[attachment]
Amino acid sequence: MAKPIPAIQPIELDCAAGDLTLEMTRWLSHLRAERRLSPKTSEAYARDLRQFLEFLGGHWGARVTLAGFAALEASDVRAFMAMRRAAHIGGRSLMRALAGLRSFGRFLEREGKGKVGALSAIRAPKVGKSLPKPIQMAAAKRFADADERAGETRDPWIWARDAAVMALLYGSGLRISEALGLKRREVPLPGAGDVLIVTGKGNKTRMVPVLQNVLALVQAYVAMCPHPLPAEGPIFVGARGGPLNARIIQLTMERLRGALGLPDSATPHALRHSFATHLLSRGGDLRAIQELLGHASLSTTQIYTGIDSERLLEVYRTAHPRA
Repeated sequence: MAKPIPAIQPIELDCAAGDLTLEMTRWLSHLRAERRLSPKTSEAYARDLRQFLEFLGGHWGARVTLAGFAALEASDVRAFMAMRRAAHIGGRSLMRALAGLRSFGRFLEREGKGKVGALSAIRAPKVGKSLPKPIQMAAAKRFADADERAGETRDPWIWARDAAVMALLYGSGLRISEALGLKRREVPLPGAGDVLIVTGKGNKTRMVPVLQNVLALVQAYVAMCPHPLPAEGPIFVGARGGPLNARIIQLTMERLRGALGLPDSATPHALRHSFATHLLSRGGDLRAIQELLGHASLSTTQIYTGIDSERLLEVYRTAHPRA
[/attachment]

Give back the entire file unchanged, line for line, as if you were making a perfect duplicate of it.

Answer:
Amino acid sequence: MAKPIPAIQPIELDCAAGDLTLEMTRWLSHLRAERRLSPKTSEAYARDLRQFLEFLGGHWGARVTLAGFAALEASDVRAFMAMRRAAHIGGRSLMRALAGLRSFGRFLEREGKGKVGALSAIRAPKVGKSLPKPIQMAAAKRFADADERAGETRDPWIWARDAAVMALLYGSGLRISEALGLKRREVPLPGAGDVLIVTGKGNKTRMVPVLQNVLALVQAYVAMCPHPLPAEGPIFVGARGGPLNARIIQLTMERLRGALGLPDSATPHALRHSFATHLLSRGGDLRAIQELLGHASLSTTQIYTGIDSERLLEVYRTAHPRA
Repeated sequence: MAKPIPAIQPIELDCAAGDLTLEMTRWLSHLRAERRLSPKTSEAYARDLRQFLEFLGGHWGARVTLAGFAALEASDVRAFMAMRRAAHIGGRSLMRALAGLRSFGRFLEREGKGKVGALSAIRAPKVGKSLPKPIQMAAAKRFADADERAGETRDPWIWARDAAVMALLYGSGLRISEALGLKRREVPLPGAGDVLIVTGKGNKTRMVPVLQNVLALVQAYVAMCPHPLPAEGPIFVGARGGPLNARIIQLTMERLRGALGLPDSATPHALRHSFATHLLSRGGDLRAIQELLGHASLSTTQIYTGIDSERLLEVYRTAHPRA